Replacing running back Joseph Randle is without question the team’s biggest concern on offense and perhaps overall. Operating in this pass-heavy offense, Randle totaled more than 2,600 rushing yards and 40 touchdowns the past two seasons. This production has to be replaced, and Jeremy Smith and Desmond Roland will be tasked with grabbing the baton.

Although there is much to live up to, both backs are capable and experienced in the offense. Each averaged more than five yards per carry in 2012 and totaled 12 touchdowns combined.

Mike Gundy will be tasked to ensure the offense runs as usual, although he now has surprising company. Mike Yurcich was named offensive coordinator this winter, and if you’ve never heard of him, clearly you’re not following Shippensburg University football close enough.

It’s in Pennsylvania, by the way.

Yurcich was the offensive coordinator at the Division II power, and his offenses put up monster numbers—especially through the air. His rapid climb to the Big 12 has a, “It’s crazy enough that it just might work” feel to it, which could explain the hire.

Defensively, Oklahoma State returns seven starters from a group that gave up 28.2 points per game a season ago. After forcing 44 turnovers in 2011, that number was cut in half to 22 last year, and five of the 22 came in the team’s blowout bowl win against Purdue.

Glenn Spencer will move from linebackers coach to defensive coordinator—yet another significant adjustment for a team undergoing an overhaul.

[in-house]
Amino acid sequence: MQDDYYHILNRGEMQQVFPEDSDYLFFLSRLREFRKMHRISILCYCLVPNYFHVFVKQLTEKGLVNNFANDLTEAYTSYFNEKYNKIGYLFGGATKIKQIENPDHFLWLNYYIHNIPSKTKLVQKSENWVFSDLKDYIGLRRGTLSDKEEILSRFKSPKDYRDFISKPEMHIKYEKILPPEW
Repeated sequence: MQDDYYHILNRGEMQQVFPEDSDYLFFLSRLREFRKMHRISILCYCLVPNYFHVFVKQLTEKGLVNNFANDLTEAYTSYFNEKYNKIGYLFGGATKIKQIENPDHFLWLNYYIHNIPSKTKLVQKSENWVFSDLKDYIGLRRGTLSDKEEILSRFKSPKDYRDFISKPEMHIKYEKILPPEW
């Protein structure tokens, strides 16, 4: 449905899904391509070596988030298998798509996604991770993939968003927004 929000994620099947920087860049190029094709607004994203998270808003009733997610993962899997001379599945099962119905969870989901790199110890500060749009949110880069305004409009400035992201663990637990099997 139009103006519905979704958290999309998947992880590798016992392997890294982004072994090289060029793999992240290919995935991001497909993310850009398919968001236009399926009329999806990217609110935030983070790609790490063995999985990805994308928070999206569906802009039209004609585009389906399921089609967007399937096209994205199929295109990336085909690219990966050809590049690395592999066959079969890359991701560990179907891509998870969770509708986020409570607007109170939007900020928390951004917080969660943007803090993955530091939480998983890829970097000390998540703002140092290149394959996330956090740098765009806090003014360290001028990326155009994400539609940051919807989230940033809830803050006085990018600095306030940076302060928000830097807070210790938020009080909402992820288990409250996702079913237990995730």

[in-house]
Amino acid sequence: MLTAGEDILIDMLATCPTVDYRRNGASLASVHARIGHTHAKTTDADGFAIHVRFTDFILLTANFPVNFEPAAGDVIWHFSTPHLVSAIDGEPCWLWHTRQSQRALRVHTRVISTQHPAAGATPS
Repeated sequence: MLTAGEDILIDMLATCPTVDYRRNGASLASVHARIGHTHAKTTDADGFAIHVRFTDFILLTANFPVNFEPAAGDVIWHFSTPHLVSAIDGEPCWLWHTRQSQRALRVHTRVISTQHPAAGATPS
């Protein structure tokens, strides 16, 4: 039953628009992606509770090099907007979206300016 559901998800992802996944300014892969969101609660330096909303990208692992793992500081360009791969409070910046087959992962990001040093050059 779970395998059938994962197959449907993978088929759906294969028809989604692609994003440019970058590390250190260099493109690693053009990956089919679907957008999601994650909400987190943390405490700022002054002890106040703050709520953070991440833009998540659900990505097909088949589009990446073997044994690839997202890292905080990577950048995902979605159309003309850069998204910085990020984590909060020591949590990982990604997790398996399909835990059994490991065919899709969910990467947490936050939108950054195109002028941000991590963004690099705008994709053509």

Linebackers Shaun Lewis and Caleb Lavey will be the strength of the team, although there are questions elsewhere.

The defensive line will graduate a handful of players, and while the secondary will remain almost entirely intact, it has to play better. 

The defense won’t be elite, and it doesn’t have to be. An improvement from the past season seems plausible, and that might be all it takes.

The most intriguing aspect of Oklahoma State’s season is actually out of its control, although the schedule sets up very favorably. A significant portion of his team’s toughest matchups will come at home.

Oklahoma State is 29-6 in its own building since 2008, and Kansas State, TCU, Baylor and Oklahoma will all play at Boone Pickens Stadium in 2013. In a season of unknowns, this could be the tipping point for one team.

The most intriguing matchup of the season—at least on paper—is a Nov. 16 showdown on the road against Texas. This could serve as a pseudo-Big 12 title game if both play to form. Then again, a handful of other teams featured prominently in the Big 12 poll—including Oklahoma, TCU and Baylorcould be in the driver’s seat at this point.

Oklahoma State’s roster still has major questions to be answered, and the revamped coaching staff is still adapting to new roles. Even with talent going through the system like a revolving door, however, Gundy has been able to thrive.

Uncertainty will be the theme of the conference in 2013, which is welcomed in Stillwater. At this point, it's almost the norm.